Cristo in luoghi ordinari

(tr. Christ in ordinary places)

A couple of months ago I was In Florence where I had been invited by the Methodist Church to go and make some art. It was a real privilege, but a daunting prospect.  

The city itself is astounding, with world class art and architecture to be seen at every turn. I spent the first couple of days wandering around bewildered at the beauty. Overwhelmed by the creative exuberance and skill of the Renaissance I was left stuck with a sense that it was impossible for me to make art here.

Nevertheless, I’m becoming more tuned into the dynamics of the creative process and waited for the creative spark to come. A waiting which, I guess, is an act of faith. As I waited It began to feel like the intense beauty was beating me over the head; after all, much, if not all of the art and architecure on display was made as symbols of power, wealth and control. So I turned away from the Cathedrals, statues and Renassance frescoes and started to look at the dirty little corners and the strange little cracks in the city. And I started to look downwards at the gutters with their fag ends and away from the crowds at the crumbling plaster walls down back alleyways.

It seems to me that the Jesus I experience would be more at home in the grimy forgotten corner than in the Uffizi or the Duomo.

I fall short of Michaelangelo, Da Vinci et al by a million miles but these photographs of my image of Christ on discarded cardboard that I made whilst I was over there are my fumbling attempts to begin to explore what it might mean to find him in the ordinary places. In many of the photos if I had moved my camera by a few degrees you could have seen one of the many great sites and wonders of Florence. That’s where everyone elses cameras were pointing and I hope they found what they were looking for; I chose to look elsewhere.




I have a painting on display at the ADVENTurous exhibition at Leftbank in Leeds at the moment. It’s an amazing space, worth a visit in itself, and the show has some great artists involved.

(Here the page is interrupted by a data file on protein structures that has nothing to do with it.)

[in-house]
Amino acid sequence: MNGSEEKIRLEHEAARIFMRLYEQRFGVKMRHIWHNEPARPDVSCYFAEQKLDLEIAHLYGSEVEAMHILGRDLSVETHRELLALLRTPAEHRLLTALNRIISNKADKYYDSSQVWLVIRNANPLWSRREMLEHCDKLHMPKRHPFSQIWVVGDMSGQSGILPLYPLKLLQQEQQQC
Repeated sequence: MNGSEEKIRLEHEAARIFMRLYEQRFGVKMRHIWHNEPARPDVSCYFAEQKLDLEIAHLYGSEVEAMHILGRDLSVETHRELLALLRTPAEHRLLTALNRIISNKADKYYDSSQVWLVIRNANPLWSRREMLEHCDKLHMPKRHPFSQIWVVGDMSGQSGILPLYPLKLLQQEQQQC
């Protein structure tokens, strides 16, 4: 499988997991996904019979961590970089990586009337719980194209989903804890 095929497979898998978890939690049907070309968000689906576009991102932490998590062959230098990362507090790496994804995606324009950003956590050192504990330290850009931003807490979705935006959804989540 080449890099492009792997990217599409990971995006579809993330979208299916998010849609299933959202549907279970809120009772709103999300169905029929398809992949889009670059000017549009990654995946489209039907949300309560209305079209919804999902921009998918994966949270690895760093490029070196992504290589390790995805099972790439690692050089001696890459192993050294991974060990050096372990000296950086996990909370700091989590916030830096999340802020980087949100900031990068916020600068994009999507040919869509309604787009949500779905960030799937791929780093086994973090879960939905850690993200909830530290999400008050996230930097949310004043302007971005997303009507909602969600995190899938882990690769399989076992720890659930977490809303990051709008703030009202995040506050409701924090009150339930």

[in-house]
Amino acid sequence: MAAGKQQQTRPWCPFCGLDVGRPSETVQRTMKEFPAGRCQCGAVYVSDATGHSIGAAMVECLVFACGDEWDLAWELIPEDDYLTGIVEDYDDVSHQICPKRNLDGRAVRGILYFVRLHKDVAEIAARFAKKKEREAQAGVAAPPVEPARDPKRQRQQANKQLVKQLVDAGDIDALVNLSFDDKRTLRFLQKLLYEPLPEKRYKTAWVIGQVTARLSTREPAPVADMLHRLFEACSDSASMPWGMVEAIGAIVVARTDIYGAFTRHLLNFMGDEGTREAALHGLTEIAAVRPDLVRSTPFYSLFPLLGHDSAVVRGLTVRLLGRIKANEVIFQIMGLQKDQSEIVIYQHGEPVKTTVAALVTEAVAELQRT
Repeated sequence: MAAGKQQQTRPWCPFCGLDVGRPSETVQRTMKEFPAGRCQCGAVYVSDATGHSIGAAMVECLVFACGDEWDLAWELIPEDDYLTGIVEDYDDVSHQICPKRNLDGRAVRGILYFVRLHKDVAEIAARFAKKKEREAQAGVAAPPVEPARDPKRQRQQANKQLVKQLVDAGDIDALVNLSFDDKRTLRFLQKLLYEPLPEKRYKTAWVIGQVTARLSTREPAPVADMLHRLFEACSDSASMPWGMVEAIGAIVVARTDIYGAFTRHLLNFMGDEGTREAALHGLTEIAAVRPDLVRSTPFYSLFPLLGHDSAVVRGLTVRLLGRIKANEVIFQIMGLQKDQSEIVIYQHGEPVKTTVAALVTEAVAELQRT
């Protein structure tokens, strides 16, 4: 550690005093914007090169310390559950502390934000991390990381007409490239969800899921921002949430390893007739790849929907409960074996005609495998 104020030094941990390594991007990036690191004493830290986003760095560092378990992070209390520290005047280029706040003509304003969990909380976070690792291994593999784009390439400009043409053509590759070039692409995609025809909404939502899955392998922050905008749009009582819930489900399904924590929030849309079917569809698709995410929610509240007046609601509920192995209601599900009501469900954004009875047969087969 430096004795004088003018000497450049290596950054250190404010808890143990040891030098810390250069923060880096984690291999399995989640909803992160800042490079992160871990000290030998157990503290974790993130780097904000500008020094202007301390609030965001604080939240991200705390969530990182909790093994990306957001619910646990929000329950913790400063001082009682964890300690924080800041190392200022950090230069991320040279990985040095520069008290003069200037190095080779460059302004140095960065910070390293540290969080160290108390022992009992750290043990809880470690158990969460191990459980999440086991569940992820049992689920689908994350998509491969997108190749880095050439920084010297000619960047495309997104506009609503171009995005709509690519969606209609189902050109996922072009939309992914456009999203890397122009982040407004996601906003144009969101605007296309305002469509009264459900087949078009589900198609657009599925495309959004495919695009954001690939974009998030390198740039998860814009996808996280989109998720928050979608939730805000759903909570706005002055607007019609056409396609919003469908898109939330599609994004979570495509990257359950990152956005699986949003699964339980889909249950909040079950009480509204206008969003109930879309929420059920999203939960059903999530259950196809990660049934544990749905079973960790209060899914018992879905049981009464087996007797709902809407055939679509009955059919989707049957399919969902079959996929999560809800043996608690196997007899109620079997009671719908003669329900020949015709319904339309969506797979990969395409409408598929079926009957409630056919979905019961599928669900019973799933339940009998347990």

The piece I’ve submitted is this painting of Gabriel I’ve been working on during my sabbatical:


I’m intrigued by the story of Gabriel’s visit to Mary: she’s a virgin and he tells her that she will become pregnant. In his retelling of the gospel stories “The Good Man Jesus and the Scoundrel Christ” Phillip Pullman plays with the ambiguity of this moment. Is it two adolescents meeting for their first sexual experience or a visit from a spiritual being announcing a miraculous pregnancy?

I was pleased when the artist from the studio next to mine saw the painting I was working on and said “oh he looks like an angel” whereas other people have just seen a near naked guy. I hope there is an ambiguity in the image because I find a deeper truth in the tension between the two versions of the story rather than coming down on one side or the other. Although I can’t really improve on the comment from a little boy to his mum when he saw the painting on the opening night and said to her “Some angels wear pants and others just stay in the nude”.

More and more I am seeing the process of painting as an act of prayer and meditation, an exploration beyond words of deep truths. In this painting I see the (angelic) figure as beautiful and sensuous and it certainly felt like an intimate process to create the image. Whether we see the encounter with Gabriel as a first sexual experience or a miraculous visit from a heavenly being both versions of the story are beautiful and both have a life giving intimacy about them.

 As it happens I have another of my paintings on display in an advent exhibition at the Holy Biscuit in Newcastle. This one of Mary that I painted a few years ago:


I wonder if the two will ever meet.